Thursday, April 6, 2017

Trump-Xi Summit: The Five Files That Annoy

US President Donald Trump and his Chinese counterpart Xi Jinping meet for the first time Thursday in the sumptuous residence of the Republican billionaire in Florida. What are they going to talk about?

- North Korea -

The case will certainly be at the top of the pile: Pyongyang has just fired another ballistic missile, after conducting a nuclear test in September that resulted in new international sanctions against the Kim Jong-Un regime. But Chinese and Americans diverge on how to convince the "hermit country" to abandon its atomic program.

In the eyes of the United States, China is the main economic and diplomatic support of North Korea. It has, therefore, the power to bring its neighbor back to reason.

But China denies having such an influence and is opposed to sanctions that would hit the North Korean population. For Beijing, a collapse of the Pyongyang regime would lead to an influx of refugees and would allow the US-based army, already based in South Korea, to park on the Chinese border, in a hypothetical reunified Korea.

Donald Trump accused mid-March of having "little done" to counter North Korea. And in an interview published on Sunday, he let the threat of a military operation linger by saying he was ready to "settle" the problem alone if Beijing continues to procrastinate.

China is standing up against the anti-missile shield "Thread" that the Americans have begun to deploy in South Korea, considering that it undermines its deterrent force.

- Trade -
During his election campaign, Donald Trump accused China of unfair trade practices and undervalued its currency to boost its exports. Mr. Trump also threatened Beijing with prohibitive tariffs if it does not facilitate access to the US market.

And in a message on Twitter last week, the Republican president described the trade deficit with China (more than 310 billion US dollars) a serious problem that will make "very difficult" his talks with Xi Jinping.

For its part, Beijing assures not to seek surplus with the United States and called Washington to relax its controls on the export of high-tech products.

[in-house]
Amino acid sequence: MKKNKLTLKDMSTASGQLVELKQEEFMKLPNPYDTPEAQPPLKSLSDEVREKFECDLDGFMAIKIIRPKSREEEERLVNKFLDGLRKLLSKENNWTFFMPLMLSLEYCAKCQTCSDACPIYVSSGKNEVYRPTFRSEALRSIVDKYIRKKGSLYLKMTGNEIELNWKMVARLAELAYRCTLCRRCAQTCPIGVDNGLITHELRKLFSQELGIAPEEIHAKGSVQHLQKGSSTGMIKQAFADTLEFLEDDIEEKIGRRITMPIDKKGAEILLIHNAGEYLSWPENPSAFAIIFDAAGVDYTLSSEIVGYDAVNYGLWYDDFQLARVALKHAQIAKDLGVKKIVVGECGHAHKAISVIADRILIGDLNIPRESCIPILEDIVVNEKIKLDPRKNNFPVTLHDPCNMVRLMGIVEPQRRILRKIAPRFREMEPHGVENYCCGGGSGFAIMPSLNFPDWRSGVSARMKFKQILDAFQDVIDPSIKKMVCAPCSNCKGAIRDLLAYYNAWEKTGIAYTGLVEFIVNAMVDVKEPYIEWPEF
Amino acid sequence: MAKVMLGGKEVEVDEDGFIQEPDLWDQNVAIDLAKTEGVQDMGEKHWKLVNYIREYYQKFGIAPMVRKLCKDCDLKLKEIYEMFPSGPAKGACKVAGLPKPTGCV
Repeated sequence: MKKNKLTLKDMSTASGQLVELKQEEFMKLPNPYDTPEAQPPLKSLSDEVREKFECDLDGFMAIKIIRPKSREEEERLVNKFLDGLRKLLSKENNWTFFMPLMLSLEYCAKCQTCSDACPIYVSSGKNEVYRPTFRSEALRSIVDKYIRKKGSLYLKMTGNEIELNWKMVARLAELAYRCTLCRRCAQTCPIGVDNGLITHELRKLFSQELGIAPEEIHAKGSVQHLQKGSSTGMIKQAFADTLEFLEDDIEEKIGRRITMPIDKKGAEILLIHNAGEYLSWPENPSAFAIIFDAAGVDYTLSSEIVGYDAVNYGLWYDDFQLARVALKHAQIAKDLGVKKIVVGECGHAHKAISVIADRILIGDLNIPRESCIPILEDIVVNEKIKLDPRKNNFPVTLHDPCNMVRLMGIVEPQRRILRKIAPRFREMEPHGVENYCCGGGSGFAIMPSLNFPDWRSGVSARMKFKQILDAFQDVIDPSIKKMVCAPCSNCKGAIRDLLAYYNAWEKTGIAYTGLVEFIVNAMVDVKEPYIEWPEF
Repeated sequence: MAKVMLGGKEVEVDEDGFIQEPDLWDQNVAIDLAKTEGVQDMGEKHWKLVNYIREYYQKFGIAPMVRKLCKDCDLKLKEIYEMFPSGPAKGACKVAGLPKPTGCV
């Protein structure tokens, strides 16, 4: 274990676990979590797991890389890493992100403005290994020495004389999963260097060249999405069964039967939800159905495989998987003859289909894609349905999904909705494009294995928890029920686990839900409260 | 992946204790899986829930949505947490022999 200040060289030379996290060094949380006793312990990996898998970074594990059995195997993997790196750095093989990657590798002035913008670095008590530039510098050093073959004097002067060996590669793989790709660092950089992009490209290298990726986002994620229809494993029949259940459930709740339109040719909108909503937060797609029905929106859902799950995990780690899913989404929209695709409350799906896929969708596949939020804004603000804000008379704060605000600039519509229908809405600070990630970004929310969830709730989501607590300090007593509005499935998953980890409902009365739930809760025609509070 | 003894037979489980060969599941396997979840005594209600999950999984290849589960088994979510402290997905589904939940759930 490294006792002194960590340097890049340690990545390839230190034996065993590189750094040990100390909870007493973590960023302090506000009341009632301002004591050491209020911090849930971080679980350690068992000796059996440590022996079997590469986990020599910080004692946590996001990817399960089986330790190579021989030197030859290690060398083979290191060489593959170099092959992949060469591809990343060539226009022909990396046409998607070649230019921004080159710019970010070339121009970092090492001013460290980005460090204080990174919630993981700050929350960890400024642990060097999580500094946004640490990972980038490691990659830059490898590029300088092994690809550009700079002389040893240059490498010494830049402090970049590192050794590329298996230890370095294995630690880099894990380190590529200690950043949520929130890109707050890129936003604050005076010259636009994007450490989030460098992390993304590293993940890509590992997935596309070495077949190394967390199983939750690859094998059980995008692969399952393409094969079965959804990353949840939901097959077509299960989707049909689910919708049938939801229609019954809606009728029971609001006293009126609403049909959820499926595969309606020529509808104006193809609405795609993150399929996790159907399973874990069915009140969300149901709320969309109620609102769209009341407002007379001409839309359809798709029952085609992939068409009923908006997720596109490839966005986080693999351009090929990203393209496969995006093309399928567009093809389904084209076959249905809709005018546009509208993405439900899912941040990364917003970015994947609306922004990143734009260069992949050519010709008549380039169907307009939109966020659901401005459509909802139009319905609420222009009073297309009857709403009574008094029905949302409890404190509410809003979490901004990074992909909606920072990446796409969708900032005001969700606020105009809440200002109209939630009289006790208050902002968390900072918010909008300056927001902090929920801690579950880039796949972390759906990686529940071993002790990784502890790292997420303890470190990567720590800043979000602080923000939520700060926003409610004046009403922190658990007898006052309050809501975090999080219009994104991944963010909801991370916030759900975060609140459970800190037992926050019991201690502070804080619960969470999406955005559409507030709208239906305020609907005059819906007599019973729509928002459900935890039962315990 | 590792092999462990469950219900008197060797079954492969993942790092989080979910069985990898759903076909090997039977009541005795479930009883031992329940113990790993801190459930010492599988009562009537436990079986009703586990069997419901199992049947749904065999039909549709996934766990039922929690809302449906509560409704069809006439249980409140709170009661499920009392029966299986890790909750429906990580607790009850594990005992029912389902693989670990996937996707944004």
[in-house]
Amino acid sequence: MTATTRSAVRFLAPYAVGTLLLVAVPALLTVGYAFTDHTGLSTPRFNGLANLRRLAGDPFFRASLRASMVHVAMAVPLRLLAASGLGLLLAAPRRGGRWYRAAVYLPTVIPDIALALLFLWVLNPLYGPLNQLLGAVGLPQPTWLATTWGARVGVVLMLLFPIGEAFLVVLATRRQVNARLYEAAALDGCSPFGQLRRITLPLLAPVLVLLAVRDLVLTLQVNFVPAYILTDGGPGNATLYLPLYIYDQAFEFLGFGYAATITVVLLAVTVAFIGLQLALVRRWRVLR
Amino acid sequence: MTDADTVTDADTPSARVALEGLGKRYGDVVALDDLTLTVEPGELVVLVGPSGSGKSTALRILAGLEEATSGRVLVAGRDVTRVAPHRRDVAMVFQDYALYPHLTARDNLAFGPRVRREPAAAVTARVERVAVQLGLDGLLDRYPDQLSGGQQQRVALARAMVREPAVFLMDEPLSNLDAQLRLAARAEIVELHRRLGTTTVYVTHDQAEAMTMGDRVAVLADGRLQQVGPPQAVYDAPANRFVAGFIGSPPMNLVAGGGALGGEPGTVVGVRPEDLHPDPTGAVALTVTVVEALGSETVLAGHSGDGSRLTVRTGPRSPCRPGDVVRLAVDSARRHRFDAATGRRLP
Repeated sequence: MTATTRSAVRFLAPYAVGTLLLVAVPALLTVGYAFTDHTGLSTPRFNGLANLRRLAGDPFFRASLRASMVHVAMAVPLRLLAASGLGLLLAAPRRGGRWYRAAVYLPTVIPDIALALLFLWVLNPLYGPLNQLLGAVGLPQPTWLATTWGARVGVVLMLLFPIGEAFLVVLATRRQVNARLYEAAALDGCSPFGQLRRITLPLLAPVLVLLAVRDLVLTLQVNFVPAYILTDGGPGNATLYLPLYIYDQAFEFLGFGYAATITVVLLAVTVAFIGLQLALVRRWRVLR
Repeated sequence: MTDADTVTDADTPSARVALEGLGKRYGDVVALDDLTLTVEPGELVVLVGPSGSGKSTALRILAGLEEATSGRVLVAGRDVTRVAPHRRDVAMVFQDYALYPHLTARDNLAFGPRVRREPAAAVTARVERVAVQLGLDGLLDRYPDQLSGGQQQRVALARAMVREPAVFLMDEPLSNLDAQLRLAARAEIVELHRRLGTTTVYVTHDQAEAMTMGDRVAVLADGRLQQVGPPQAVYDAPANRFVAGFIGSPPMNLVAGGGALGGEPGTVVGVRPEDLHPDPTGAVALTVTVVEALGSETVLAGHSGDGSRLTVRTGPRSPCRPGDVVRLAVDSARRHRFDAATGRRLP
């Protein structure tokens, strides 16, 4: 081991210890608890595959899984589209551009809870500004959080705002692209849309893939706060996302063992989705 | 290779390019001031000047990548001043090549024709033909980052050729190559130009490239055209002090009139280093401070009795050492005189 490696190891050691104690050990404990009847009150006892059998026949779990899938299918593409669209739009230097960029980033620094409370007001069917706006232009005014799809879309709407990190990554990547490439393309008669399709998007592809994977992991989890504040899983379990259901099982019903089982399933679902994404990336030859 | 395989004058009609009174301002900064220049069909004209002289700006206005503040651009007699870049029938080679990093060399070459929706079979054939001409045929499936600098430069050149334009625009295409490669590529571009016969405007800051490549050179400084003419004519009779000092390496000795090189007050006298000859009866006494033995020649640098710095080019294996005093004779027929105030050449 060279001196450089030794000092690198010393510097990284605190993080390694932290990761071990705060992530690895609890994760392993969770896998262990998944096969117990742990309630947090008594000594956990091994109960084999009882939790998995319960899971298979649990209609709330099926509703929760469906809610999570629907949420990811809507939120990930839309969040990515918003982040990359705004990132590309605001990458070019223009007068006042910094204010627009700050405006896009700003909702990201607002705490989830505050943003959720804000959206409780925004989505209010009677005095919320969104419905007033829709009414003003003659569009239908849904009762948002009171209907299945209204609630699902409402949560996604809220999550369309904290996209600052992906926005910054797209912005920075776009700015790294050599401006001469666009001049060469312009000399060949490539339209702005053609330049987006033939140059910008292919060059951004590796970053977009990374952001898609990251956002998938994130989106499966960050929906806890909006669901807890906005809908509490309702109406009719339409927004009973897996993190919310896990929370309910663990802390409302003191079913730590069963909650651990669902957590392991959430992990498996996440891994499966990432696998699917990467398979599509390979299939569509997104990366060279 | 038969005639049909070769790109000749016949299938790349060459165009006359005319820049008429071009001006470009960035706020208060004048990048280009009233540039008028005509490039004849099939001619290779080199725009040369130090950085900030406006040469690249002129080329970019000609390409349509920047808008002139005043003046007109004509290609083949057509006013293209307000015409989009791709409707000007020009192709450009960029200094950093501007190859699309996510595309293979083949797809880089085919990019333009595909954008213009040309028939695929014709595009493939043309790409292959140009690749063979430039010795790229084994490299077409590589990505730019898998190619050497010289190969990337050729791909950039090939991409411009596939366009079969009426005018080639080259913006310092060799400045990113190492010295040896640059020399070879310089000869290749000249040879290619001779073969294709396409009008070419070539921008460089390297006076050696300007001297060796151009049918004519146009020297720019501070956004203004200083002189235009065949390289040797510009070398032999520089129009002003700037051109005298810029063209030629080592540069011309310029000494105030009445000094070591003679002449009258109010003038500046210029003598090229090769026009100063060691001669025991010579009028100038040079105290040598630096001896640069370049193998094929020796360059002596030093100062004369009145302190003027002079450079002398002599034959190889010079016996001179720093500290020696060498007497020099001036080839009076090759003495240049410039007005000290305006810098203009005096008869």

- Taiwan -

In December, just after his election, Donald Trump provoked China's anger by taking a phone call from Taiwan President Tsai Ing-wen. Beijing considers Taiwan (territory not recognized by the UN and politically separated from China since 1949) as one of its provinces and forbids any official contact between the island and foreign countries. The US president backpedaled in February, in a telephone interview with Xi Jinping. But this ultra-sensitive case could re-emerge if Mr. Trump decided to use it as a means of pressure on Beijing.

- The South China Sea -

China claims almost all of this strategic zone where it artificially enlarges islands and reefs, some of which could host armaments. The Trump administration has criticized this work but has not defined a clear policy in the region, where the Obama administration had dispatched warships and aircraft in the name of defending freedom of navigation.

- Human rights -

It is a traditional subject of friction between Chinese and Americans. But since taking office, Donald Trump has shown limited interest in the issue. In 1990, he even praised the crackdown on demonstrations in Tian'anmen Square in Beijing a year earlier. The White House has promised that the subject will be discussed in Florida, but some associations (Human Rights Watch, Amnesty International) say they are worried about the presidential silence and call for pressure on China when several lawyers are prosecuted for their rights. the man.

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